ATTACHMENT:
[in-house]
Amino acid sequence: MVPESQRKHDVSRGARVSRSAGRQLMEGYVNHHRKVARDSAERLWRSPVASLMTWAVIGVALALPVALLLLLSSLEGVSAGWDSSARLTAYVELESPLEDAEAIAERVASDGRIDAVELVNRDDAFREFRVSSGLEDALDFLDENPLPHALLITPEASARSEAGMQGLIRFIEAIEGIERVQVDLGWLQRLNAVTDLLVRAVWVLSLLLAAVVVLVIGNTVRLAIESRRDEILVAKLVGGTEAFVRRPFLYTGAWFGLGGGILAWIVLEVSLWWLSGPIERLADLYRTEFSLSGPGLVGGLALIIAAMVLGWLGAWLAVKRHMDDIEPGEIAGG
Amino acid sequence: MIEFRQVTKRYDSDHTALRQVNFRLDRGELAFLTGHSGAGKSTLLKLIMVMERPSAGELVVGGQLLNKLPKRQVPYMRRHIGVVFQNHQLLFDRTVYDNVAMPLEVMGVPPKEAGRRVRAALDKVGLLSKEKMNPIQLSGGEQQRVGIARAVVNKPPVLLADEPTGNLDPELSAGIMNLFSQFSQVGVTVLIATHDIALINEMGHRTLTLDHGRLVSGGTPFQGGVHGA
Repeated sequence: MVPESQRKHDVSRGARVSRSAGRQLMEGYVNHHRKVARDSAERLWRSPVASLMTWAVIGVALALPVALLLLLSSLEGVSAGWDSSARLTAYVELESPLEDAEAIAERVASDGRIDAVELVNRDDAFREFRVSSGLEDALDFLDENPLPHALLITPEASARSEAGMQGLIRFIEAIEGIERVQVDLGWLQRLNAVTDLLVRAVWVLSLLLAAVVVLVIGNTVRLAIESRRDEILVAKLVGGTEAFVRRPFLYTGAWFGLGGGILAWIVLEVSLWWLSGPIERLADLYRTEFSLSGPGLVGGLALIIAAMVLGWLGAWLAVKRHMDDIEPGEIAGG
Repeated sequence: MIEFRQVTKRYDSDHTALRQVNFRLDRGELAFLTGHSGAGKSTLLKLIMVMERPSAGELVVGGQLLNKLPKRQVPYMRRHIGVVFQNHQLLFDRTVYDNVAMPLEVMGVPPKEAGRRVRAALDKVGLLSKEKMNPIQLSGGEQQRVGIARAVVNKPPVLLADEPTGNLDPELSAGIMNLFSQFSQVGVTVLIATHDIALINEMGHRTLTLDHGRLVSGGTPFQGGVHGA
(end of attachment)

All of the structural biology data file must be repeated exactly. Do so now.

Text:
[in-house]
Amino acid sequence: MVPESQRKHDVSRGARVSRSAGRQLMEGYVNHHRKVARDSAERLWRSPVASLMTWAVIGVALALPVALLLLLSSLEGVSAGWDSSARLTAYVELESPLEDAEAIAERVASDGRIDAVELVNRDDAFREFRVSSGLEDALDFLDENPLPHALLITPEASARSEAGMQGLIRFIEAIEGIERVQVDLGWLQRLNAVTDLLVRAVWVLSLLLAAVVVLVIGNTVRLAIESRRDEILVAKLVGGTEAFVRRPFLYTGAWFGLGGGILAWIVLEVSLWWLSGPIERLADLYRTEFSLSGPGLVGGLALIIAAMVLGWLGAWLAVKRHMDDIEPGEIAGG
Amino acid sequence: MIEFRQVTKRYDSDHTALRQVNFRLDRGELAFLTGHSGAGKSTLLKLIMVMERPSAGELVVGGQLLNKLPKRQVPYMRRHIGVVFQNHQLLFDRTVYDNVAMPLEVMGVPPKEAGRRVRAALDKVGLLSKEKMNPIQLSGGEQQRVGIARAVVNKPPVLLADEPTGNLDPELSAGIMNLFSQFSQVGVTVLIATHDIALINEMGHRTLTLDHGRLVSGGTPFQGGVHGA
Repeated sequence: MVPESQRKHDVSRGARVSRSAGRQLMEGYVNHHRKVARDSAERLWRSPVASLMTWAVIGVALALPVALLLLLSSLEGVSAGWDSSARLTAYVELESPLEDAEAIAERVASDGRIDAVELVNRDDAFREFRVSSGLEDALDFLDENPLPHALLITPEASARSEAGMQGLIRFIEAIEGIERVQVDLGWLQRLNAVTDLLVRAVWVLSLLLAAVVVLVIGNTVRLAIESRRDEILVAKLVGGTEAFVRRPFLYTGAWFGLGGGILAWIVLEVSLWWLSGPIERLADLYRTEFSLSGPGLVGGLALIIAAMVLGWLGAWLAVKRHMDDIEPGEIAGG
Repeated sequence: MIEFRQVTKRYDSDHTALRQVNFRLDRGELAFLTGHSGAGKSTLLKLIMVMERPSAGELVVGGQLLNKLPKRQVPYMRRHIGVVFQNHQLLFDRTVYDNVAMPLEVMGVPPKEAGRRVRAALDKVGLLSKEKMNPIQLSGGEQQRVGIARAVVNKPPVLLADEPTGNLDPELSAGIMNLFSQFSQVGVTVLIATHDIALINEMGHRTLTLDHGRLVSGGTPFQGGVHGA